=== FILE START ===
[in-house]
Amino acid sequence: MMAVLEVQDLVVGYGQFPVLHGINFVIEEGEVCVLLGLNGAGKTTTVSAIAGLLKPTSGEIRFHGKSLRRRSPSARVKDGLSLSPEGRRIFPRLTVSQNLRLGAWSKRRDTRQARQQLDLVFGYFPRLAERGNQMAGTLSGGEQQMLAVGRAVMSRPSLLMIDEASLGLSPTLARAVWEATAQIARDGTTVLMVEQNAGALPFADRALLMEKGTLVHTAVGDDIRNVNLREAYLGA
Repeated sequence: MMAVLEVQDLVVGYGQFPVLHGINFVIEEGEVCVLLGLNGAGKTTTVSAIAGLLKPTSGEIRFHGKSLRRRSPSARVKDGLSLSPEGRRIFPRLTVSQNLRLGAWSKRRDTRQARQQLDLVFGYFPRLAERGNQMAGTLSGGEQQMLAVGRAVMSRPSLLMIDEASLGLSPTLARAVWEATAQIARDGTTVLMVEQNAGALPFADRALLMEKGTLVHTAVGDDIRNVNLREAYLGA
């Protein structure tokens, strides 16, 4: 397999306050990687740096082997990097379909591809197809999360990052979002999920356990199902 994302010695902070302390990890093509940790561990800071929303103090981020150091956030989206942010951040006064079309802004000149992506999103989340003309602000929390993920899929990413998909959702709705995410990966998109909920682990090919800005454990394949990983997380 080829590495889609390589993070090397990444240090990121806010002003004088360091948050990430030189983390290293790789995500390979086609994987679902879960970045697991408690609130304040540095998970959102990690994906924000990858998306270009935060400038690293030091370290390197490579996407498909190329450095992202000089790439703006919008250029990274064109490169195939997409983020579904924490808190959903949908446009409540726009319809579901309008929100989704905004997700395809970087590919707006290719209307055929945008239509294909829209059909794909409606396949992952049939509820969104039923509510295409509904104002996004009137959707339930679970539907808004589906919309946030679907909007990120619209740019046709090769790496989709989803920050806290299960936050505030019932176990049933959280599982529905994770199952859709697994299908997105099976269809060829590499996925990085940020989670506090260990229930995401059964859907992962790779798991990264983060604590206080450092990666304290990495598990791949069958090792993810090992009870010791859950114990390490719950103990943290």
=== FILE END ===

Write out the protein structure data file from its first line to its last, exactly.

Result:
[in-house]
Amino acid sequence: MMAVLEVQDLVVGYGQFPVLHGINFVIEEGEVCVLLGLNGAGKTTTVSAIAGLLKPTSGEIRFHGKSLRRRSPSARVKDGLSLSPEGRRIFPRLTVSQNLRLGAWSKRRDTRQARQQLDLVFGYFPRLAERGNQMAGTLSGGEQQMLAVGRAVMSRPSLLMIDEASLGLSPTLARAVWEATAQIARDGTTVLMVEQNAGALPFADRALLMEKGTLVHTAVGDDIRNVNLREAYLGA
Repeated sequence: MMAVLEVQDLVVGYGQFPVLHGINFVIEEGEVCVLLGLNGAGKTTTVSAIAGLLKPTSGEIRFHGKSLRRRSPSARVKDGLSLSPEGRRIFPRLTVSQNLRLGAWSKRRDTRQARQQLDLVFGYFPRLAERGNQMAGTLSGGEQQMLAVGRAVMSRPSLLMIDEASLGLSPTLARAVWEATAQIARDGTTVLMVEQNAGALPFADRALLMEKGTLVHTAVGDDIRNVNLREAYLGA
């Protein structure tokens, strides 16, 4: 397999306050990687740096082997990097379909591809197809999360990052979002999920356990199902 994302010695902070302390990890093509940790561990800071929303103090981020150091956030989206942010951040006064079309802004000149992506999103989340003309602000929390993920899929990413998909959702709705995410990966998109909920682990090919800005454990394949990983997380 080829590495889609390589993070090397990444240090990121806010002003004088360091948050990430030189983390290293790789995500390979086609994987679902879960970045697991408690609130304040540095998970959102990690994906924000990858998306270009935060400038690293030091370290390197490579996407498909190329450095992202000089790439703006919008250029990274064109490169195939997409983020579904924490808190959903949908446009409540726009319809579901309008929100989704905004997700395809970087590919707006290719209307055929945008239509294909829209059909794909409606396949992952049939509820969104039923509510295409509904104002996004009137959707339930679970539907808004589906919309946030679907909007990120619209740019046709090769790496989709989803920050806290299960936050505030019932176990049933959280599982529905994770199952859709697994299908997105099976269809060829590499996925990085940020989670506090260990229930995401059964859907992962790779798991990264983060604590206080450092990666304290990495598990791949069958090792993810090992009870010791859950114990390490719950103990943290």